DEMO Europe: Erick Schonfeld Interviews David Cohen
The program on June 3, the first day of DEMO Europe at the Digital October Center, closed with a panel discussion featuring representatives from Russian (Yandex.Fabrika), Bulgarian (Eleven Startup Accelerator), Danish (StartupBootcamp Copenhagen) and American (1776) accelerator programs.
The session was moderated by Erick Schonfeld, executive producer of DEMO conferences in the US and former editor in chief at TechCrunch.
When the discussion was joined via video link by David Cohen, CEO of TechStars, Erick did not miss the chance for a quick live interview.
Erick Schonfeld: Hello, David! Where are you at the moment?
David Cohen: In Colorado, where it’s nine in the morning, incidentally…
Erick: … And in Moscow it’s already seven in the evening.
We are wrapping up a great day by talking with people who represent accelerators from around the world — primarily from Europe, of course, but we also have your colleague here, Evan Burfield from 1776 incubator, Washington DC… TechStars can call itself one of the role model accelerators. Maybe you could share your statistics with us?
David: Of course. Right now we have seven locations – six in the US and a new one that we opened on that side of the Atlantic, in London. In our six plus years of existence we have financed around 200 companies, about 20 of which have signed mergers…
Erick: What percentage survives?
David: Around 85-90%. We publish this data since it is easy to verify, and keep tabs on the status of each of our companies, so the data is up to date.
The fact that some of the companies that go through accelerator die off with time is just natural.
Erick: Listen, in the last few years there have been more and more accelerators created, probably thanks to the impression left by TechStars’ success and other accelerators, for example 500 Startups. Is there the danger that at some point there might be too many accelerators?
David: I don’t think so. First of all, there won’t be less talent, and I would even make the argument that it’s the other way around.
Second, existing accelerators — from what I’ve heard there are around 900 of them in the world right now — are often really successful working in local markets and drawing that attention to projects in the early stages of their development, cultivating and developing the mentor culture.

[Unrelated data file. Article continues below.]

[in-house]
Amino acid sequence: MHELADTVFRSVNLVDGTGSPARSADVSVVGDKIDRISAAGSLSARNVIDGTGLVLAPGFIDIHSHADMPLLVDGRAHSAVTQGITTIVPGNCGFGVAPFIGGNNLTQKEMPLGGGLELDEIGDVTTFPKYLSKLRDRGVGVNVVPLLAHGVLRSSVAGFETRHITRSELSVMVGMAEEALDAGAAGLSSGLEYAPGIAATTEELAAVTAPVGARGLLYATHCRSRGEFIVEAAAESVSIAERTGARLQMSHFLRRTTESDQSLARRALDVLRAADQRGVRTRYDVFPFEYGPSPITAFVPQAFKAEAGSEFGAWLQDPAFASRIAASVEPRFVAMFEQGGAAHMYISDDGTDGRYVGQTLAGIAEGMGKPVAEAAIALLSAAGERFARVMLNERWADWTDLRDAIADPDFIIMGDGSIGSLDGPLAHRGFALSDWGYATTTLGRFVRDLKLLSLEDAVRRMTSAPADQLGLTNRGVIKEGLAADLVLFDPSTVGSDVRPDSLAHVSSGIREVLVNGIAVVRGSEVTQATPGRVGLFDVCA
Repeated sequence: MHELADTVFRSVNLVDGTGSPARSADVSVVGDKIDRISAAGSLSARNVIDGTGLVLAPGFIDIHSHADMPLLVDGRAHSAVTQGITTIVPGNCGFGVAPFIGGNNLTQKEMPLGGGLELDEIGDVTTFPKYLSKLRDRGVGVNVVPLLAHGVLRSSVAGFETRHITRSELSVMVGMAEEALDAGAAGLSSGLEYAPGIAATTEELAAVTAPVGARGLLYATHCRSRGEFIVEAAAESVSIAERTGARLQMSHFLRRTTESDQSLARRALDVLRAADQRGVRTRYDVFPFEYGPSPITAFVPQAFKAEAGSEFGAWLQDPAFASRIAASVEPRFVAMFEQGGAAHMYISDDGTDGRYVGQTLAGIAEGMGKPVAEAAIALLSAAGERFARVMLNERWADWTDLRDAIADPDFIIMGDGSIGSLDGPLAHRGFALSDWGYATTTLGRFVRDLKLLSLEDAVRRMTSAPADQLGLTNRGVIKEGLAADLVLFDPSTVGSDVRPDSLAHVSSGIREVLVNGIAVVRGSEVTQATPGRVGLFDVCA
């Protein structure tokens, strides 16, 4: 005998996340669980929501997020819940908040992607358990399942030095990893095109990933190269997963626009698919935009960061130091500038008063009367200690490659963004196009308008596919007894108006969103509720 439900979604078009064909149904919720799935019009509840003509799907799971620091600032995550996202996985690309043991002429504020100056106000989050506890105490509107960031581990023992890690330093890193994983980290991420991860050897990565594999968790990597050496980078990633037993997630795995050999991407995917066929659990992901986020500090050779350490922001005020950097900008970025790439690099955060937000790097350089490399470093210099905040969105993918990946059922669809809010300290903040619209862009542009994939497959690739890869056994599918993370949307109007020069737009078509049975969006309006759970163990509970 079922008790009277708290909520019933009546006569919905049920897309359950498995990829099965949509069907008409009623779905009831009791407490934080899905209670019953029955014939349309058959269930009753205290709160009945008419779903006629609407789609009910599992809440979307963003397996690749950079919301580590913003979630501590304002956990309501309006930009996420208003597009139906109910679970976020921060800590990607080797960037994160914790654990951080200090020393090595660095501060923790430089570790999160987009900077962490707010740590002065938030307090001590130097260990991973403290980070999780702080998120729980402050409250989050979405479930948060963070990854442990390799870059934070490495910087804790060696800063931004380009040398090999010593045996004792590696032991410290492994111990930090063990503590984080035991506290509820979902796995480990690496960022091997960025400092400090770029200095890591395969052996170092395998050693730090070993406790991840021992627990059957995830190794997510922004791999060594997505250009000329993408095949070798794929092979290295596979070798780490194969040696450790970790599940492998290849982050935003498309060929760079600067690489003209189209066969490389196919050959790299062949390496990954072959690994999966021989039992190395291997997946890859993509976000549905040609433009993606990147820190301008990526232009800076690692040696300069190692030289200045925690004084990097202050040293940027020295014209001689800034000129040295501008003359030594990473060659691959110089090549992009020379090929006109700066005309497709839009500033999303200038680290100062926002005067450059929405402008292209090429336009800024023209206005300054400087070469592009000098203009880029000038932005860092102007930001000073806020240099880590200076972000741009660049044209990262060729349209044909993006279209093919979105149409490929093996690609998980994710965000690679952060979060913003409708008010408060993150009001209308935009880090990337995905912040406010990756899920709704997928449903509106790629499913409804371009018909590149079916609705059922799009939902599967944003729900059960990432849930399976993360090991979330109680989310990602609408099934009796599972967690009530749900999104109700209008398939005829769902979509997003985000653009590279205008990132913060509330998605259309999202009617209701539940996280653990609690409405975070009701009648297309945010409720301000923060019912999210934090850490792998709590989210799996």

It’s great! We all teach people how to work, and for the popularization of our work new players coming onto the scene is a good thing.
Accelerators can never be looked at as some sort of evil. Of course, not all of them really earn their keep, and some close before long, but that’s more of a danger for their creators than the entrepreneurial community as a whole.
I am certain that the situation we’re witnessing is not just another bubble, as some may think, but a demand made by the ecosystem itself. That means that the majority of these accelerators will be successful commercially. And even if they aren’t, they will create a movement in the market, an approach I find impressive.
Erick: And what do you think, is an accelerator really such a boost for investment?
David: Of course. An accelerator is a marketing tool and a good way to demonstrate your company’s progress to an investor. Isn’t that why the whole process got started, when it comes down to it?
The Demo Days, where we present projects to potential investors, are happening by the hundred all around the States, it’s just physically impossible to be at every one. So let’s not forget that the accelerator isn’t everything: it’s all in the hands of the project itself, and the way they present themselves depends on them. Although we do our best to help with a top-notch presentation, of course.
Erick: I noticed that at TechStars mentors are more and more playing the role of investors for projects. Previously investors and startups saw each other for the first time at Demo Days, while it seems like now they are trying to meet projects earlier…
David: I think that speaks to the interest being shown in TechStars,,
although really that’s a fantastic model for all smart accelerators.
I like when investors themselves hunt for potential startups. And, of course, we do our best to exploit that moment, involving investors in the mentoring program as much as we can. That’s what I call “investing on the emotional level.”
Schonfeld Producer of DEMO, ex-TechCrunch
Cohen CEO and co-founder of TechStars
Burfield co-founder at 1776 incubator, Washington DC
Gurvits cofounder at Eleven Startup Accelerator
Yolkina Head of International Networking, Yandex
Buch Managing Director, StartupBootcamp Copenhagen